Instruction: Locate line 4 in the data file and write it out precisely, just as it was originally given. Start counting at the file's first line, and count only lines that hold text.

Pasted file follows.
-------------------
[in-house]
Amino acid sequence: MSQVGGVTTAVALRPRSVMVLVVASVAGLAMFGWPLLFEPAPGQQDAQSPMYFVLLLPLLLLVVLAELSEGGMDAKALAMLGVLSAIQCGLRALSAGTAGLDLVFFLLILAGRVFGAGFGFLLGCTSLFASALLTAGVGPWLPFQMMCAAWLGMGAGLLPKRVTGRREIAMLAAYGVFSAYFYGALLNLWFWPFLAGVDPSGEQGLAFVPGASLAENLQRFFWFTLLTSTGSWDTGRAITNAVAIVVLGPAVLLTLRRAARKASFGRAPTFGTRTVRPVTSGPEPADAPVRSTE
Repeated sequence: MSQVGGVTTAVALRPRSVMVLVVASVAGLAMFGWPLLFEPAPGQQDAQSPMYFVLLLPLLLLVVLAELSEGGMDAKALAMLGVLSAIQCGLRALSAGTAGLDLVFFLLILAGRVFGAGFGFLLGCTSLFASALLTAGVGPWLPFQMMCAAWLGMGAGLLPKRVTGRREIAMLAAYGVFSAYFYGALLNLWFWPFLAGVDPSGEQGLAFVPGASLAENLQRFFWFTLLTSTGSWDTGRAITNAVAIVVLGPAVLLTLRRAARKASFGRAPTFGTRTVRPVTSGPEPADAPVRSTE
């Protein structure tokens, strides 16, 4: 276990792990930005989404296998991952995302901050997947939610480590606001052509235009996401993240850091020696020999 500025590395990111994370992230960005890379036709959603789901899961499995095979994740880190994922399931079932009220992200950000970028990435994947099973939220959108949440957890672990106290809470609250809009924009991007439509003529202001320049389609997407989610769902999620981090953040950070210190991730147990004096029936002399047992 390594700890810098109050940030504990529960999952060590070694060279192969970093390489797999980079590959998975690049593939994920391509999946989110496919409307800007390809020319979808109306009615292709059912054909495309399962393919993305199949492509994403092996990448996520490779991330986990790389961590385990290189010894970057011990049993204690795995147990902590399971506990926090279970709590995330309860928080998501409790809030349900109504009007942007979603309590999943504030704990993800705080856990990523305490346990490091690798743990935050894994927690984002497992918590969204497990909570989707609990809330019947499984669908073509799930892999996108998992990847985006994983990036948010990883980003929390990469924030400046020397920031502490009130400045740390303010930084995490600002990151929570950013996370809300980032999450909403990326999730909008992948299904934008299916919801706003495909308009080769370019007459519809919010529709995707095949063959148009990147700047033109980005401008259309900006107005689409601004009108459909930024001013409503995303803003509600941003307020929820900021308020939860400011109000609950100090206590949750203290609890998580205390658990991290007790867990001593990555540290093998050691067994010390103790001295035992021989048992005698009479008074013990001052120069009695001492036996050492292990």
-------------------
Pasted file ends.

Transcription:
């Protein structure tokens, strides 16, 4: 276990792990930005989404296998991952995302901050997947939610480590606001052509235009996401993240850091020696020999 500025590395990111994370992230960005890379036709959603789901899961499995095979994740880190994922399931079932009220992200950000970028990435994947099973939220959108949440957890672990106290809470609250809009924009991007439509003529202001320049389609997407989610769902999620981090953040950070210190991730147990004096029936002399047992 390594700890810098109050940030504990529960999952060590070694060279192969970093390489797999980079590959998975690049593939994920391509999946989110496919409307800007390809020319979808109306009615292709059912054909495309399962393919993305199949492509994403092996990448996520490779991330986990790389961590385990290189010894970057011990049993204690795995147990902590399971506990926090279970709590995330309860928080998501409790809030349900109504009007942007979603309590999943504030704990993800705080856990990523305490346990490091690798743990935050894994927690984002497992918590969204497990909570989707609990809330019947499984669908073509799930892999996108998992990847985006994983990036948010990883980003929390990469924030400046020397920031502490009130400045740390303010930084995490600002990151929570950013996370809300980032999450909403990326999730909008992948299904934008299916919801706003495909308009080769370019007459519809919010529709995707095949063959148009990147700047033109980005401008259309900006107005689409601004009108459909930024001013409503995303803003509600941003307020929820900021308020939860400011109000609950100090206590949750203290609890998580205390658990991290007790867990001593990555540290093998050691067994010390103790001295035992021989048992005698009479008074013990001052120069009695001492036996050492292990």